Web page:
Anti-Smuggling Of Migrants Bill, 2024, Serves To Deter Illegal Smuggling Of Person And Protect The Rights Of Migrants

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Basseterre, St. Kitts – As the Federation of St. Kitts and Nevis takes active steps towards strengthening its laws against the illegal smuggling of migrants through the passage of the Anti-Smuggling of Migrants Bill, 2024, Senator the Honourable Isalean Phillip said she is pleased that the legislation takes into account the rights and protection of the victims involved.

The second reading of the Bill was moved by Attorney General, the Honourable Garth Wilkin, during the Friday, June 14, 2024, sitting of the National Assembly.

In her contribution to the debate, Minister Phillip said, “We have an obligation to these migrants who were illegally smuggled into our country to ensure that they are protected and maintained until they are determined to be able to either leave or have to be integrated into our society as a result of claiming asylum,” Senator Phillip said.

The successful passage of the Bill comes as authorities in St. Kitts and Nevis, as recently as last year, had to house and maintain several illegal migrants from Cameroon after their vessel capsized in the Federation’s territorial waters.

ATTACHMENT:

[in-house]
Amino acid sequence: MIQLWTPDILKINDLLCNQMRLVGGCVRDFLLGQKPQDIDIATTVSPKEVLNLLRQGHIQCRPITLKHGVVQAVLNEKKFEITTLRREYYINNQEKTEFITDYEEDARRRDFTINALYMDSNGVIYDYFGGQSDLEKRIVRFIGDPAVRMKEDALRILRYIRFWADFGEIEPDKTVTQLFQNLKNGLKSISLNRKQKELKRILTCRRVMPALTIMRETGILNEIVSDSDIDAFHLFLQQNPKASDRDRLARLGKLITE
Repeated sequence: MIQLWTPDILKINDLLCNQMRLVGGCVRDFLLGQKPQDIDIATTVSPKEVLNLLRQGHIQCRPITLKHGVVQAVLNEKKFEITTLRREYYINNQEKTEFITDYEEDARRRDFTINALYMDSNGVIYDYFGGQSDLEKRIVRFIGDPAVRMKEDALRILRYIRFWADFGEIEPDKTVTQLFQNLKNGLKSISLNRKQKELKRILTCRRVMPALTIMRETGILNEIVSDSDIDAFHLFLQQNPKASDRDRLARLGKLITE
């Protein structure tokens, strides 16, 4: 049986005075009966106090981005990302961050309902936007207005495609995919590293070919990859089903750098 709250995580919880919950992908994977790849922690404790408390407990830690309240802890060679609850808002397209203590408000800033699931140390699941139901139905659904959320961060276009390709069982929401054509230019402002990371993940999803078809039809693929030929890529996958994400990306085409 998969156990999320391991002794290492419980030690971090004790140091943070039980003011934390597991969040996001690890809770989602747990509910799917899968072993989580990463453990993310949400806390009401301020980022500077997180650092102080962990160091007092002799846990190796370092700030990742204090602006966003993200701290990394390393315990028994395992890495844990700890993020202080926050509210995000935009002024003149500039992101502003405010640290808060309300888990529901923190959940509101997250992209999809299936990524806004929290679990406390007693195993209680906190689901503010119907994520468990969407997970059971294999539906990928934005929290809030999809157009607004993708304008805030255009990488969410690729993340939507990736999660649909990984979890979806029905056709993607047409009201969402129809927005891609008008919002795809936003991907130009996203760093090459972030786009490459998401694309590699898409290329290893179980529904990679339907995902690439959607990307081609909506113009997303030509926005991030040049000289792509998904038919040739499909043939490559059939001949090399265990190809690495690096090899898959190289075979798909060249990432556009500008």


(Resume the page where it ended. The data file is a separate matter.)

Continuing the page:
In her capacity as Minister of State with responsibility for Social Development, Senator Phillip said there are numerous social implications in the handling of persons who were illegally brought to the country.

“There is a cost for every smuggled migrant that the State has to bear and if there are children involved we have to make sure those children get access to education and are put into schools because it is the law that all minors are to be in school, whether you are here legally or otherwise,” said the Honourable Phillip, who also noted that the Ministry of Social Development and Gender Affairs often plays a leading role when the Federation is faced with situations involving illegal migrants.

Part 7 of the Anti-Smuggling of Migrants Bill, 2024, speaks to the due process afforded to the victims of these crimes in relation to their return to their country of origin.

Minister Phillip said, “It is very good to see that in addition to the penalties that are included in terms of the offences for persons who are smuggling migrants, we also have clearly outlined processes in this Bill related to the return of smuggled migrants, and up until that point the state also recognises and will, of course, respect the protection and human rights of persons who are smuggled because that is a commitment that we have in accordance with international laws.”

The Bill was passed with unanimous consent.


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